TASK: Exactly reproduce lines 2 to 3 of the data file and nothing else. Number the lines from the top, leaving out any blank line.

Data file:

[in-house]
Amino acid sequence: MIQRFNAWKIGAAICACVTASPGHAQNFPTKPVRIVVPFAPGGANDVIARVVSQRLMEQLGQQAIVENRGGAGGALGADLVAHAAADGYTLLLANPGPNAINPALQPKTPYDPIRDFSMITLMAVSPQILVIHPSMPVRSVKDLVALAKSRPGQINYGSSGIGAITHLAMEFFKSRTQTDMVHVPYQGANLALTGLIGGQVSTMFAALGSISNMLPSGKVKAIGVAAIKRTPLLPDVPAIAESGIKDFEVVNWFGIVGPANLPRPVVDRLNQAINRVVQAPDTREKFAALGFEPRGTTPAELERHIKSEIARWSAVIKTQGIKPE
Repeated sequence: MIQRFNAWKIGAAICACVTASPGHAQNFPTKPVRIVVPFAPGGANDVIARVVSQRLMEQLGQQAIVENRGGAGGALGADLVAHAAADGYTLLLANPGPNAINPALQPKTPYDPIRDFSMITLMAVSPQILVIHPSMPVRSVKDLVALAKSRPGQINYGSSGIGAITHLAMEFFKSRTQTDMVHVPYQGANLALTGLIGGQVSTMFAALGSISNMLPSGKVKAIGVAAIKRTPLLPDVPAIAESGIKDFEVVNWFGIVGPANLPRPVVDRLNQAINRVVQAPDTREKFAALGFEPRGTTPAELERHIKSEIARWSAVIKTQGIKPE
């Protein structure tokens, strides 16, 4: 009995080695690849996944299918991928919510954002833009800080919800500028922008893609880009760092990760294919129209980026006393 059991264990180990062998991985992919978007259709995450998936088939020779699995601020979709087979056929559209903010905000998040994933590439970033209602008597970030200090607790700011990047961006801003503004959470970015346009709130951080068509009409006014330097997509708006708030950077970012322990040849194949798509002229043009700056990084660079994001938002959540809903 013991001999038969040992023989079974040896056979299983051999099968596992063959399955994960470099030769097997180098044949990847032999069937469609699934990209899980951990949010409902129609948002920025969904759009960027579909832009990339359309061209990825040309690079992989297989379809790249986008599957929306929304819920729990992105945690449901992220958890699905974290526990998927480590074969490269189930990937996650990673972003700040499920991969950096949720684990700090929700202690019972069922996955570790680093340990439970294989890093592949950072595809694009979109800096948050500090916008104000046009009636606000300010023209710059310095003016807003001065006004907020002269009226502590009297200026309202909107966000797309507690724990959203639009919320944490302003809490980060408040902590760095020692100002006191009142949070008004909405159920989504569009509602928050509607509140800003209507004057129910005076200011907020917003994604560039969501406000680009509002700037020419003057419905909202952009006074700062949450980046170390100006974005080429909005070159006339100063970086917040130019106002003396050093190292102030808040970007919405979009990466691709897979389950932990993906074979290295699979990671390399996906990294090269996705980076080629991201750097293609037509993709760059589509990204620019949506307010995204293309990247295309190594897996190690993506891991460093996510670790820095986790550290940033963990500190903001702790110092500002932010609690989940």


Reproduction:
Amino acid sequence: MIQRFNAWKIGAAICACVTASPGHAQNFPTKPVRIVVPFAPGGANDVIARVVSQRLMEQLGQQAIVENRGGAGGALGADLVAHAAADGYTLLLANPGPNAINPALQPKTPYDPIRDFSMITLMAVSPQILVIHPSMPVRSVKDLVALAKSRPGQINYGSSGIGAITHLAMEFFKSRTQTDMVHVPYQGANLALTGLIGGQVSTMFAALGSISNMLPSGKVKAIGVAAIKRTPLLPDVPAIAESGIKDFEVVNWFGIVGPANLPRPVVDRLNQAINRVVQAPDTREKFAALGFEPRGTTPAELERHIKSEIARWSAVIKTQGIKPE
Repeated sequence: MIQRFNAWKIGAAICACVTASPGHAQNFPTKPVRIVVPFAPGGANDVIARVVSQRLMEQLGQQAIVENRGGAGGALGADLVAHAAADGYTLLLANPGPNAINPALQPKTPYDPIRDFSMITLMAVSPQILVIHPSMPVRSVKDLVALAKSRPGQINYGSSGIGAITHLAMEFFKSRTQTDMVHVPYQGANLALTGLIGGQVSTMFAALGSISNMLPSGKVKAIGVAAIKRTPLLPDVPAIAESGIKDFEVVNWFGIVGPANLPRPVVDRLNQAINRVVQAPDTREKFAALGFEPRGTTPAELERHIKSEIARWSAVIKTQGIKPE